SEC v. Harbert Management Corporation, HMC-New York, Inc. and HMC Investors, LLC, 12-cv-5029 (S.D.N.Y. 2012), Notice of Covered Action 2012-89. Here, the SEC denied the claimant an award because (1) he did not provide information that led to the successful enforcement within the meaning of Section 21F(b)(1) of the Exchange Act and Rules 21F-3(a)(3) and 21F-4(c), and (2) he failed to submit information in the form and manner that is required under Rules 21F-2(a)(2), 21F-8(a) and 21F-9(a) & (b) of the Exchange Act. (Denial Order Feb. 13, 2015).

SEC v. Kenneth Ira Starr, 10 civ 4270 (S.D.N.Y. 2010), Notice of Covered Action 2012-129. On March 3, 2011, Starr was sentenced to 90 months in prison, ordered to pay more than $30 million in restitution, and ordered to forfeit more than $29 million in connection with his misappropriation of investor funds in connection to a series of cases filed against him by the government, which included charges of money laundering, wire fraud, fraud by an investment advisor, and misappropriation of client funds. This specific action arose from Starr’s misappropriation of at least $8.7 million of his clients’ money. The SEC denied the claimant an award because he or she did not provide information that led to the successful enforcement within the meaning of Section 21F(b)(1) of the Exchange Act and Rules 21F-3(a)(3) and 21F-4(c). (Denial Order Feb. 13, 2015).

SEC v. George Wesley Harris, No. 3:09-cv-01809-M (N.D. Tex. 2009), Notice of Covered Action 2011-206. The Northern District of Texas entered a $4.8 million judgment against Harris and his co-defendants for operating a fraud scheme that promised returns for investing in oil drilling projects in Texas and New Mexico. The SEC denied the award because (1) claimant did not provide information that led to the successful enforcement within the meaning of Section 21F(b)(1) of the Exchange Act and Rules 21F-3(a) and 21F-4(c), and (2) claimant also did not provide the Commission with original information within the meaning for Section 21F(b)(1) of the Exchange Act because Claimant’s submission was not derived from claimant’s independent knowledge or independent analysis. The SEC further noted that the claimant made a false statement on the Form WB-APP, which was signed under penalty of perjury, by stating he or she was “the 44th President of the United States.” (Denial Order Feb. 13, 2015).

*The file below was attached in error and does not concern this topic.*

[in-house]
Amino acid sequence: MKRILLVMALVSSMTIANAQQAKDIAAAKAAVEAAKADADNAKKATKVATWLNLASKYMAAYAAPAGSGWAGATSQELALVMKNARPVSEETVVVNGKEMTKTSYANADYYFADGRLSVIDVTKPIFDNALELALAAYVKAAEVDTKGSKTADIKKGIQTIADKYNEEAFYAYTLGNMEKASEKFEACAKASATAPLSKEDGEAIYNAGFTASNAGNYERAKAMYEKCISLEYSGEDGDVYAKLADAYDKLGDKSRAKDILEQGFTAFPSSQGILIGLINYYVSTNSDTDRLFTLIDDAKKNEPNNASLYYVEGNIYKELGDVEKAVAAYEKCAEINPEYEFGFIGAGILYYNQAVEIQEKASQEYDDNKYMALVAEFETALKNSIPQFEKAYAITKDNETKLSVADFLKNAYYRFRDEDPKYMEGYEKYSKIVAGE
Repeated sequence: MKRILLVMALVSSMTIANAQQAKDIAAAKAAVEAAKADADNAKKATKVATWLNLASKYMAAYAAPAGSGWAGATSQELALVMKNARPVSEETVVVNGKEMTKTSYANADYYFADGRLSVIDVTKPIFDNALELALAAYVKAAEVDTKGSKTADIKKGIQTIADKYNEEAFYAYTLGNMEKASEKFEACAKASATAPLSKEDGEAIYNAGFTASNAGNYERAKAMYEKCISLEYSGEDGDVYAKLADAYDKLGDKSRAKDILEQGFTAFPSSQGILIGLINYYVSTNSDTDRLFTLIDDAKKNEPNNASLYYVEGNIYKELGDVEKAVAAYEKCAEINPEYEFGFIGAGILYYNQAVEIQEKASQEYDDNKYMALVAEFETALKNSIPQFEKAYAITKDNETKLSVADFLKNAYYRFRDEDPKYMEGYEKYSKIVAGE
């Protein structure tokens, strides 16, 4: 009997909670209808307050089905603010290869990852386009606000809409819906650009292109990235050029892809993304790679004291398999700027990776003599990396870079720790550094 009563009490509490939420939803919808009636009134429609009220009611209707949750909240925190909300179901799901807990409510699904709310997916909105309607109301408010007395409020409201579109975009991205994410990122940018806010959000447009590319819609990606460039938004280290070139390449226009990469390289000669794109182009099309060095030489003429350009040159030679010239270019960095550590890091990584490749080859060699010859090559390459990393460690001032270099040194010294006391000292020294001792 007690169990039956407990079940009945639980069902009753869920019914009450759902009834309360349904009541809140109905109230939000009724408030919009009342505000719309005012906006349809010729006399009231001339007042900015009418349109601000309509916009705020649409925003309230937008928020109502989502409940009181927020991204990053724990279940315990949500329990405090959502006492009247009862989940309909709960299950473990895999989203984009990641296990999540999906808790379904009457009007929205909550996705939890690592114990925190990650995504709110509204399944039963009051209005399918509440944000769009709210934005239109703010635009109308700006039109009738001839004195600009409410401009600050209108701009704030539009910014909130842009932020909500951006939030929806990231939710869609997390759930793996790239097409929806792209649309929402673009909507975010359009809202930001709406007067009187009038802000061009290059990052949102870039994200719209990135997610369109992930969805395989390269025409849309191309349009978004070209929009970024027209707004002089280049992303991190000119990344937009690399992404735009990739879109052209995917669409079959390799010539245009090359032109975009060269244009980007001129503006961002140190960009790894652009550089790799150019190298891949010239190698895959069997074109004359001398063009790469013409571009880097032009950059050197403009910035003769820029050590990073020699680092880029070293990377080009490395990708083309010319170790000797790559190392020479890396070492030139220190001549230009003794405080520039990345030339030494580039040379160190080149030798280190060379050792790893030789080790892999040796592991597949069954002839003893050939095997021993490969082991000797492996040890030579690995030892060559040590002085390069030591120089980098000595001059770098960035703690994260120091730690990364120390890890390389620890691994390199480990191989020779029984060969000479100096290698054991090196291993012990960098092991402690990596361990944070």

The OWB denied two other claims, one on February 13, 2015, and one on February 16, 2015, in orders that make it impossible to tell the name or nature of the underlying action. Both claims were denied, however, because the information provided by the whistleblowers did not provide information that led to the successful enforcement of an action within the meaning of Section 21F(b)(1) of the Exchange Act and Rules 21F-3(a)(3) and 21F-4(c). Specifically, the information did not (1) cause the Commission to (i) commence an examination, (ii) open or reopen an investigation, or (iii) inquire into different conduct as part of a current Commission examination or investigation under Rule 21F-4(c)(1) of the Exchange Act; or (2) significantly contribute to the success of a Commission judicial or administrative enforcement action under Rule 21F-4(c)(2) of the Exchange Act.

Finally, the Second Circuit upheld the SEC’s denial of an award to a whistleblower who provided information to the SEC before the enactment of the Dodd-Frank Act in July 2010. Styker v. S.E.C., No. 13-4404-ag, 2015 U.S. App. LEXIS 3765 (2d Cir. Mar. 11, 2015). The whistleblower submitted information from 2004-2009 to the SEC, which eventually led to a $24 million settlement with Advanced Technologies Group. The Second Circuit rejected the whistleblower’s argument that the SEC went beyond its congressionally mandated authority, and it deferred to the SEC’s interpretation of the law that information submitted prior to July 2010 does not qualify for an award. Id. at *8-9.